There are some further problems with the way the Drake equation is defined, and also the way it is applied in this study. First, it is not clear why it is assumed that life can only exist on planets. It seems just as probable that life could emerge on moons, either of rocky planets or of gas giants, as in the proposal that life may exist in the oceans of Europa. Given this consideration, is seems reasonable to consider the average number of habitable planets and moons per solar system. This would potentially increase the maximal bounds on parameter by one or two orders of magnitude (see Table 1) based on the number of moons in our own solar system (there are ten moons with atmospheres). Second, defining the parameter fl as the fraction of planets that develop life amounts to an implicit assumption that life can emerge at most once in the history of each planet. It seems to me, however, that such an assumption is unwarranted. Presumably life could evolve multiple times on the same planet, perhaps in succession following an intervening extinction event, or perhaps in different regions of the same planet that are inaccessible to each other (for example a planet with disconnected oceans). A similar possibility should also be considered with respect to the parameter fi, the fraction of planets with life that becomes intelligent, as there is no obvious reason why multiple intelligent species cannot evolve on the same planet. This might take the form of such species coexisting, or could involve one species evolving after the previous species became extinct, or even a second species evolving after the first had left the home planet to colonise other planets. Third, the Drake equation does not seem well-suited to incorporate either the seeding of life from one planet to another (which is called panspermia), or of speciation following stellar settlement, both of which would result in large numbers of contactable civilizations even if the emergence of intelligent life on a given planet is very unlikely. These latter scenarios are speculative to be sure, but ignoring these factors would lead to a downward-bias in the estimates of the Drake equation.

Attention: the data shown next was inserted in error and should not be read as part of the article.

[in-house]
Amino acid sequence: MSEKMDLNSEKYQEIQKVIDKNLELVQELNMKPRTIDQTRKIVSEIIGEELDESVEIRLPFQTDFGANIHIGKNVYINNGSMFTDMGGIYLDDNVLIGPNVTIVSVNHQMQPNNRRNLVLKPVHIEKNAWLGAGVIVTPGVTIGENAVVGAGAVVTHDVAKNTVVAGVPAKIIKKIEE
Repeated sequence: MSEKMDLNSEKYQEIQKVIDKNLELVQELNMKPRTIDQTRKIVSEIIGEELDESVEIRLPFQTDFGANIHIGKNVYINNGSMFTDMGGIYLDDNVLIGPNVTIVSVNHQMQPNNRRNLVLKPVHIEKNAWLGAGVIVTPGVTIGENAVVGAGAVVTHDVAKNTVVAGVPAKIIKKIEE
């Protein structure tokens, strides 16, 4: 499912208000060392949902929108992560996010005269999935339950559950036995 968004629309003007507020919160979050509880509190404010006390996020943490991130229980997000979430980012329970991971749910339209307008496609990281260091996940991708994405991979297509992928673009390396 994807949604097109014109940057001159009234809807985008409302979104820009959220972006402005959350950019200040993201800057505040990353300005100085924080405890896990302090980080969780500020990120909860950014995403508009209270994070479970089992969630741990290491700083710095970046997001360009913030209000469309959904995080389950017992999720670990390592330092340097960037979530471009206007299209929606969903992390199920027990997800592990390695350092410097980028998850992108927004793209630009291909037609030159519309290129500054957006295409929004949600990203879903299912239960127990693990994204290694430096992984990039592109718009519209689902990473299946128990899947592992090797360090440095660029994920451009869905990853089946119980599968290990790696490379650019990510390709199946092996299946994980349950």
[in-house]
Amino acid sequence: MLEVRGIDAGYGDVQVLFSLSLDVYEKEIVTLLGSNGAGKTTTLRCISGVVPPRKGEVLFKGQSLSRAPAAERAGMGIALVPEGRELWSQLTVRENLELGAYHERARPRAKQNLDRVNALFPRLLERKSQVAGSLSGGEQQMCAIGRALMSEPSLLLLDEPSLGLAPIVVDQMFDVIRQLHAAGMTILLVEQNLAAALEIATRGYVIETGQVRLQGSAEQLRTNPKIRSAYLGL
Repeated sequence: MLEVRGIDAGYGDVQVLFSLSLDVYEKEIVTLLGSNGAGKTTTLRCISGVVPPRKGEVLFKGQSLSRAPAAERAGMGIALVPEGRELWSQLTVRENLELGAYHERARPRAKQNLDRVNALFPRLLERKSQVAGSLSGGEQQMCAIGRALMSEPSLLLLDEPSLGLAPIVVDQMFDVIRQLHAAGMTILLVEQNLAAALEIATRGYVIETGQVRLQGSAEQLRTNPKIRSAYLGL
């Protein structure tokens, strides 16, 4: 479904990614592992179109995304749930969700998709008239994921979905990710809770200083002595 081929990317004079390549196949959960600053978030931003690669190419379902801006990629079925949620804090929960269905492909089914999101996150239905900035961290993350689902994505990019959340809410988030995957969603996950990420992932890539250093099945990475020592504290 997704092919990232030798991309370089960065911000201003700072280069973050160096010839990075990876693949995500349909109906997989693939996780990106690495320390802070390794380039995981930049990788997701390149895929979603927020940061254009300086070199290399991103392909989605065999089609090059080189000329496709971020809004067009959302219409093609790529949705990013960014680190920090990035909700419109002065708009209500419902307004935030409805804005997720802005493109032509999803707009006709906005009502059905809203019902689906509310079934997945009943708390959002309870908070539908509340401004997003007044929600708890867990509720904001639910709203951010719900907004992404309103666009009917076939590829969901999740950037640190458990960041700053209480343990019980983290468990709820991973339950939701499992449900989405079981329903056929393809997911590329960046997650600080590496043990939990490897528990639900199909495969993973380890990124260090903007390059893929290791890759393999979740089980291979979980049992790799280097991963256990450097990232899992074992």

Table 1. Parameters used in the Sandberg paper compared to my preferred values.
Meaning of parameter
Sandberg et al.
Explanation of my preferred
|The rate of star formation per year||1 to 100||1 to 10||Based on Robitaille and Whitney, 2010|
|The fraction of stars with planets||0.1 to 1||1||Evidence of abundance of exoplanets, e.g. Cassan et al., 2012|
|The number of Earth-like (or otherwise habitable) planets per system with planets||0.1 to 1||0.1 to 100||Incorporating habitable moons|
|The fraction of habitable planets with life|
-λVt ~ LogN(1,50)
|0.01 to 1||See below in text|
|The fraction of planets with life that becomes intelligent||0.001 to 1||0.0001 to 1||Based on Sandberg et al., but slightly less optimistic.|
|The fraction of intelligent civilizations that become detectable/contactable||0.01 to 1||0.1 to 1||Based on Sandberg et al., but slightly more optimistic.|
|The average longevity of such detectable civilizations in years|
|Based on Sandberg et al., but slightly more optimistic.|
The origin of life
Sandberg et al. model all of the parameters of the Drake equation using log-uniform distributions except for the fl parameter, for which they use a method by which they estimate the rate parameter per unit volume of a given planet undergoing an abiogenesis event per unit time. It is not explained why this method was used for this parameter while all the other parameters were based on values from the cited literature. Indeed, it seems that other parameters could potentially be modelled using similar methods. For example, the development of intelligent life could be modelled as having some probability per extant species per unit of surface area of a planet, or the longevity of a civilization could be modelled as a function of its population and resource availability. Furthermore, the justification for using a log-normal distribution with standard deviation of 50 is unclear. In supplement i, following a discussion of protein folding, the authors assert that “taking LU[λ] > 300 (log uncertainty of λ) as a reference value seems conservative. To claim conﬁdence that LU is less than 300 would be bold, even allowing for a combinatorially large set of alternative AGT (abiotic/genetic transition) paths and outcomes”. However it is unclear how this number was arrived at, or on what basis 300 was chosen instead of any other number. In my view, abstract considerations of protein folding rates are not an appropriate way to estimate the probability of abiogenesis, as early forms of life would have likely relied upon currently unknown mechanisms of catalysis to significantly increase reaction rates.